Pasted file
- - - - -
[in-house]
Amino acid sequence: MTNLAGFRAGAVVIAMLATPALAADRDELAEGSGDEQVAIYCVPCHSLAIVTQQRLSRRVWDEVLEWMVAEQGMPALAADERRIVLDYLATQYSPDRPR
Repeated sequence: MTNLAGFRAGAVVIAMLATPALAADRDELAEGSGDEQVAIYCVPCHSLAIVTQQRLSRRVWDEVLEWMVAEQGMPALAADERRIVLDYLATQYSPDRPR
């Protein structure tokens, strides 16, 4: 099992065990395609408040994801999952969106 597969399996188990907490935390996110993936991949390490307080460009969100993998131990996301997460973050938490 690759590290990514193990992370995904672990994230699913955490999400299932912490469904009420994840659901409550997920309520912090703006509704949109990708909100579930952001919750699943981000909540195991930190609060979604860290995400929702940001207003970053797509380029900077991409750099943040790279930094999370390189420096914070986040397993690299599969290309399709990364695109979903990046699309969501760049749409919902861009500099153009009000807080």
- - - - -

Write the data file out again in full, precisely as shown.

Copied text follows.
[in-house]
Amino acid sequence: MTNLAGFRAGAVVIAMLATPALAADRDELAEGSGDEQVAIYCVPCHSLAIVTQQRLSRRVWDEVLEWMVAEQGMPALAADERRIVLDYLATQYSPDRPR
Repeated sequence: MTNLAGFRAGAVVIAMLATPALAADRDELAEGSGDEQVAIYCVPCHSLAIVTQQRLSRRVWDEVLEWMVAEQGMPALAADERRIVLDYLATQYSPDRPR
């Protein structure tokens, strides 16, 4: 099992065990395609408040994801999952969106 597969399996188990907490935390996110993936991949390490307080460009969100993998131990996301997460973050938490 690759590290990514193990992370995904672990994230699913955490999400299932912490469904009420994840659901409550997920309520912090703006509704949109990708909100579930952001919750699943981000909540195991930190609060979604860290995400929702940001207003970053797509380029900077991409750099943040790279930094999370390189420096914070986040397993690299599969290309399709990364695109979903990046699309969501760049749409919902861009500099153009009000807080």